woah. yeah thats crazy. the new normal, everybody is boiler room.
With all this garbage being thrown at us at the same time, why don’t they do another Redbull Academy type content since that stopped and many people liked it? I’m sure we’re all sick of seeing the same DJs DJ for an hour in front of a camera. I would really love to hear some of the stories of how people got into music and where they are today specially from the newer generations.
Totally, let’s get some lore and stories rather than just “here’s what I put together this morning, I’m stressed you’re stressed let’s heal”
I already feel overwhelmed with the amount of livestreams to choose from. I think people in this and the radio thread have made a really good point in that the ones that stick out the most are where it feels live and in the moment and there’s some sort of dialogue between people at home and the person doing the stream. The Badu thing was great in that it had the feel of a private concert round her house, but it’s difficult for everyone to get this atmosphere.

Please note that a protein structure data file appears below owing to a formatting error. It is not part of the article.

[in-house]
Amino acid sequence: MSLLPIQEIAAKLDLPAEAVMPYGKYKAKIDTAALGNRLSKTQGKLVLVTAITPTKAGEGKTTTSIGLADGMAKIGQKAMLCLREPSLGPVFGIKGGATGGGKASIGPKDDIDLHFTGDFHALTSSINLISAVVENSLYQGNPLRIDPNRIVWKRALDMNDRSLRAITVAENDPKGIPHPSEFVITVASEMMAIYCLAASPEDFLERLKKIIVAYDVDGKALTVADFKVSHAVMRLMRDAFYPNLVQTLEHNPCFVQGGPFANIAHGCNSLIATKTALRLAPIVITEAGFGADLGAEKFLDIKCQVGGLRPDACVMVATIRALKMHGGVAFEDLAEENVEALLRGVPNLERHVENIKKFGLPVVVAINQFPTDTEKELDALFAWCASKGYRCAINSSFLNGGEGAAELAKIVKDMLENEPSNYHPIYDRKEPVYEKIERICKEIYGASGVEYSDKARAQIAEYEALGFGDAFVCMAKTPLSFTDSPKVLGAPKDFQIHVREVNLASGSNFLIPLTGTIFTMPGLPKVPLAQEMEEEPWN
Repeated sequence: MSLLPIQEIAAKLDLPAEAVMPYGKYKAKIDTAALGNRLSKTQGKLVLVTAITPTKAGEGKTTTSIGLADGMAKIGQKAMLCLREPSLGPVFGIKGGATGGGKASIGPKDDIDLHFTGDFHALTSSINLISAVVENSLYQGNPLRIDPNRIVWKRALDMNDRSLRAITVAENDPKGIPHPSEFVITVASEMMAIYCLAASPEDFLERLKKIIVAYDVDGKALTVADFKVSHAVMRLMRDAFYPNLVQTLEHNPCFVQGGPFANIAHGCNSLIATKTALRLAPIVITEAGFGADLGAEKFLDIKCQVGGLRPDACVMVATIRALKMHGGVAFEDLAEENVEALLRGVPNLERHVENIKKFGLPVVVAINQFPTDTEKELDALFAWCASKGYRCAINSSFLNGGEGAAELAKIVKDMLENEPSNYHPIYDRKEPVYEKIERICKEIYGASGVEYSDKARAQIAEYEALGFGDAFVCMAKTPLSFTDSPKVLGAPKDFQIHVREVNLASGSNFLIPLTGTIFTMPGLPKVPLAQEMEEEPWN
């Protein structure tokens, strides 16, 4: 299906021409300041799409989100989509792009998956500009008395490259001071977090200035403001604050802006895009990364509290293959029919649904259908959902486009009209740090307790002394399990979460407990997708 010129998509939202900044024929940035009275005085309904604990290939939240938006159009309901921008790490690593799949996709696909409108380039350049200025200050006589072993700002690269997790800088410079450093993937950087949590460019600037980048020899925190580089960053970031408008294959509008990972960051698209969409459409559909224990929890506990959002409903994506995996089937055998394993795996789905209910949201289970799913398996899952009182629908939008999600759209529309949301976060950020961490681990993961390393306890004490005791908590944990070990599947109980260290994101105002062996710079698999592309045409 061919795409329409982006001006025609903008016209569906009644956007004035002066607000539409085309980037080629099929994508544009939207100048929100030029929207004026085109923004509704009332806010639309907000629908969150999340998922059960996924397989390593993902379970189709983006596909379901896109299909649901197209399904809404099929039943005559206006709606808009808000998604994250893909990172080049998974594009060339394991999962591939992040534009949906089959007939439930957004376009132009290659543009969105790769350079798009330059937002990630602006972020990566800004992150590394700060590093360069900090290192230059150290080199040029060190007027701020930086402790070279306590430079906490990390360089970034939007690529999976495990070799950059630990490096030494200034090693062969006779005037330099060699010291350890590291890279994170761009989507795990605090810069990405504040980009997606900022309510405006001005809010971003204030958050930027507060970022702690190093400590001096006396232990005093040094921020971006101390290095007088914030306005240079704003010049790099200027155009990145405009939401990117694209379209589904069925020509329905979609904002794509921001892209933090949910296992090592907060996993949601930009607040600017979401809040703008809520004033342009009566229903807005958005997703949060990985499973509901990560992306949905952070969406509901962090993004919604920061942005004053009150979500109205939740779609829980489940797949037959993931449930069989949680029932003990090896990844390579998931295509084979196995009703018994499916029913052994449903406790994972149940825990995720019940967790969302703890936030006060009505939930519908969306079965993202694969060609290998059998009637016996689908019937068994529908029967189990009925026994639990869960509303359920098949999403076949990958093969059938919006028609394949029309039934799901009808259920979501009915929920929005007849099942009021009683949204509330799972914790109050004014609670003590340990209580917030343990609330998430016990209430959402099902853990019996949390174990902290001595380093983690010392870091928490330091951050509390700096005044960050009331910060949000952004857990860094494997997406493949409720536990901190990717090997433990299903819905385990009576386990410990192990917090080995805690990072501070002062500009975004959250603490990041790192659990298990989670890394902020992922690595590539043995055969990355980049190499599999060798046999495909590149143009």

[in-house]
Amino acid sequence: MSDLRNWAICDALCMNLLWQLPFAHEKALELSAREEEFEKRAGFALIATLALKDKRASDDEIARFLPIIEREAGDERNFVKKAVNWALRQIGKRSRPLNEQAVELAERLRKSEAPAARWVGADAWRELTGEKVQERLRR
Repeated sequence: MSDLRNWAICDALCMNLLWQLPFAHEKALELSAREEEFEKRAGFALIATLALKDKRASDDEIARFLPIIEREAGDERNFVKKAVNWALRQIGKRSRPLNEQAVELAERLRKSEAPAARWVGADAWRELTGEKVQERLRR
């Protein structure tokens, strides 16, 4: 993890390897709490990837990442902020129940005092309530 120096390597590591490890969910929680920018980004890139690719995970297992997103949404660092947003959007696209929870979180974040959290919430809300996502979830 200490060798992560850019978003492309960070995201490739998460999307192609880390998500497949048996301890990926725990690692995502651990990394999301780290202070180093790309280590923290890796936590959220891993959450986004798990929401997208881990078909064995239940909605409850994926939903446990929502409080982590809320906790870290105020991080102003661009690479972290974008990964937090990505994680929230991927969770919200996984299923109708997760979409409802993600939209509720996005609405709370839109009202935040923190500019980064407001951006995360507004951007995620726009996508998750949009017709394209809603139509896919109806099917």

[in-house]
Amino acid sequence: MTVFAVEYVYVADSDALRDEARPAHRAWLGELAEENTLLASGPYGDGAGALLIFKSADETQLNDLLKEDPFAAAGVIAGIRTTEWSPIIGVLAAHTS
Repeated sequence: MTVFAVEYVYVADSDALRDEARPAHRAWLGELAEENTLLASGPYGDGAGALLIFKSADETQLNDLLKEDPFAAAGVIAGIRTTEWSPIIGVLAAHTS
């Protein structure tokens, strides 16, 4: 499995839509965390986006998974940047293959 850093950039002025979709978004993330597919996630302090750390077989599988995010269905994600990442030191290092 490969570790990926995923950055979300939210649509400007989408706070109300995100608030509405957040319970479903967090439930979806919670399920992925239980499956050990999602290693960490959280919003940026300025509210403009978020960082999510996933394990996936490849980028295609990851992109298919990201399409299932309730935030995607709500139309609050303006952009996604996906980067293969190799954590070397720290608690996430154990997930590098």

I could really take or leave a webcam pointed at some decks with someone bopping behind it, at this point.
Willie Burns has you covered on the interviews front. For me, has been a perfect compliment to the RBMA archives and the timing could not be better:
Edit: and the parallels between the discussion points between willie and his guests and the “scene is not worth saving” thread is insane. they are having the same discussion; that basically a real scene revolves around IRL social networks and relationships and networks or promoters, peoples houses to stay at, record stores, etc.
To me, I think this might be the actual issue. It’s more of a content overload issue in general. Livestreams exacerbate it because they are low effort compared to composing an album or recording a mix, posting it with art and a description, etc. Like @spceboi alluded to here:
Livestreams (and the recordings thereof) allow people to dumptruck hours and hours and hours of mostly meaningless reconfigurations of the same tunes onto the internet with very little resistance. It’s exhausting.